Rainfall Distribution Pattern

Government has undertaken many research studies to analyze the impact of global warming and climate change on rainfall pattern in India. The analyses were made using observed rainfall data from more than 3000 rain-gauge stations spread over the country for 115 years (1901-2015). The major inferences from these studies based on the 115 years of rainfall data are as follows:

The analysis of 115 years of monsoon rainfall data suggests that there is no long term change or trend in the monsoon rainfall averaged over the country.

    1. Even though, there are no changes in the all-India rainfall, there are significant changes in annual rainfall in some meteorological sub-divisions. Rainfall over Kerala, East Madhya Pradesh, Jharkhand, Arunachal Pradesh and Nagaland, Manipur, Mizoram and Tripura (NMMT) show decreasing trends. However, rainfall over coastal Karnataka, Maharashtra and Jammu and Kashmir show an increasing trend.
    2. There is a general tendency of increasing frequency of extreme rainfall (heavy rainfall events) over India, especially over the central parts of India during the southwest (June- September) monsoon season.
    3. There is no evidence of global warming on the observed changes in annual or seasonal rainfall over India. However, there is growing evidence suggesting that increasing frequency of extreme rainfall is due to global warming.
    4. The climate change assessment made by the Intergovernmental Panel on Climate Change (IPCC) suggest that in future, frequency of extreme rainfall may increase over India  due to increase in global warming.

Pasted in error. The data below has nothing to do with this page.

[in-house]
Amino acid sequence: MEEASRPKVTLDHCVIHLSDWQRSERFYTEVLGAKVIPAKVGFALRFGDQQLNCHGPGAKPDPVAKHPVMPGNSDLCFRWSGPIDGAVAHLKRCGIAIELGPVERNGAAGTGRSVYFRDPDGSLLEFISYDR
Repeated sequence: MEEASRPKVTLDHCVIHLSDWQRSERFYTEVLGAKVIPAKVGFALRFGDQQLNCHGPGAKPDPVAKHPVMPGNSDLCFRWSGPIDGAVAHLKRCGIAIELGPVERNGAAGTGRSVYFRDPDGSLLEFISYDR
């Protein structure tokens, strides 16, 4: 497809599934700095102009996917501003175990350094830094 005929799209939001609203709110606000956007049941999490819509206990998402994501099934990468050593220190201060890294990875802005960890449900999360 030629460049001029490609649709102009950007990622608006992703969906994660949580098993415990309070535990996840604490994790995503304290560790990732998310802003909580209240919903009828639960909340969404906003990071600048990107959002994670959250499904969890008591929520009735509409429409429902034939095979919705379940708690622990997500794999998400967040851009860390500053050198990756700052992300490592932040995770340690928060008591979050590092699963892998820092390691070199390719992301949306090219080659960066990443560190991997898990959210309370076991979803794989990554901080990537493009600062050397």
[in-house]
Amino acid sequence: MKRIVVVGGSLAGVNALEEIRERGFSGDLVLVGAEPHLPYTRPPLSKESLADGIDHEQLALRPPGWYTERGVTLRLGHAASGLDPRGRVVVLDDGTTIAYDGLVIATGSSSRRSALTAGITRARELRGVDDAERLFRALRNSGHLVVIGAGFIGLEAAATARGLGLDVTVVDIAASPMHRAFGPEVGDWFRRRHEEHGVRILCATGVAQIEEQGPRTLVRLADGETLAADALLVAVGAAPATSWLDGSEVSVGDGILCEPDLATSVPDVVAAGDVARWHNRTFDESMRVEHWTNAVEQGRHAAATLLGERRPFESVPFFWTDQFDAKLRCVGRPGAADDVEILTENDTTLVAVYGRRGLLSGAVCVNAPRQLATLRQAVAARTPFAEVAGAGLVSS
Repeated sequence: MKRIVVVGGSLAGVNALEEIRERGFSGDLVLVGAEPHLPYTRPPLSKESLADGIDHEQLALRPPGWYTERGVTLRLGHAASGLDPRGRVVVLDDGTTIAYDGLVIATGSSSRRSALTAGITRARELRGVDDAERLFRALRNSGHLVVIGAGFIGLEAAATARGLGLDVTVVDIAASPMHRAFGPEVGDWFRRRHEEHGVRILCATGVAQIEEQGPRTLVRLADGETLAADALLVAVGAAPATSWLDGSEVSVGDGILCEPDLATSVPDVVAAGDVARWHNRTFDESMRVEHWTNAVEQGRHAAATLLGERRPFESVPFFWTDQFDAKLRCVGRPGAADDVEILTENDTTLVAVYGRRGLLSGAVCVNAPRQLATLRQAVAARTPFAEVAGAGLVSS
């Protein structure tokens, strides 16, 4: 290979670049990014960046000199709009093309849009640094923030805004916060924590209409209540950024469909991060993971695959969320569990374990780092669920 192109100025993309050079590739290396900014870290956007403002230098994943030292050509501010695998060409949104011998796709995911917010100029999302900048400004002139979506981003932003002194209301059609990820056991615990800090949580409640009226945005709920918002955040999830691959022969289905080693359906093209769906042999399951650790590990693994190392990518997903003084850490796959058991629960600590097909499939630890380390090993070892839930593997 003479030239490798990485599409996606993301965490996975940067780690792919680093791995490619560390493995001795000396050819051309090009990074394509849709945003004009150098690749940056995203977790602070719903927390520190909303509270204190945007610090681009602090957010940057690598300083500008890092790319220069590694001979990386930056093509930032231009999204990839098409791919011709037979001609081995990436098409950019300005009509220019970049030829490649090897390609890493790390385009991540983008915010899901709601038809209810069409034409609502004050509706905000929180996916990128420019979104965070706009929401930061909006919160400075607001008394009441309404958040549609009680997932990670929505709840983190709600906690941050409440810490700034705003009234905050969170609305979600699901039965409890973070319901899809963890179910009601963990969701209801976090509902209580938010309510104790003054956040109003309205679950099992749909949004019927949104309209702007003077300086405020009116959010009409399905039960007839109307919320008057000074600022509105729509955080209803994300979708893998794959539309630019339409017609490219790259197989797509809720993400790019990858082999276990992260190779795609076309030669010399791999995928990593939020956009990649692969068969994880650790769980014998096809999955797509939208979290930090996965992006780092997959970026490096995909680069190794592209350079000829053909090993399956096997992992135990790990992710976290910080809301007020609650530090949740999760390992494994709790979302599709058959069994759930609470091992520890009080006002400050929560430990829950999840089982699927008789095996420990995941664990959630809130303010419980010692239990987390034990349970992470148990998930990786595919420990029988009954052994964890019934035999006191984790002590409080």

5. However, there are NO other long term changes/trends in rainfall over India which can be attributed to global warming. The Indian Monsoon is found to be a stable system.

India Meteorological Department (IMD) issues three types of forecasts during the monsoon season i.e., seasonal forecast (for the whole season), extended range forecast (10- 30 days), short-medium range forecast (0-10 days). These forecasts are issued based on dynamical and statistical models.

IMD has one of the best forecasting mechanisms for predicting tropical cyclones using high resolution advanced mathematical models and a suite of quality observations from Satellites and Radars.

Under the ‘National Monsoon Mission’ (NMM) a state-of-the-art dynamical prediction model for a) improved prediction of monsoon rainfall on extended range to seasonal time scale (16 days to one season) and b) improved prediction of temperature, rainfall and extreme weather events on short to medium range time scale (up to 15 days) has been developed and is being used operationally by IMD. An improved suite of prediction models has been implemented operationally at India Meteorological Department (IMD) for enhanced short range weather forecasting capability through assimilation of all available conventional and satellite data.

IMD operates 24X7 monitoring of satellite and Doppler Weather Radar (DWR) based weather monitoring over the potential cyclogenic zones of the Bay of Bengal and Arabian Sea for monitoring and forecasting of tropical cyclones.

This information was given by Minister of State for Ministry of Science and Technology and Ministry of Earth Sciences Shri Y.S.Chowdary in a written reply to a question in Lok Sabha yesterday.

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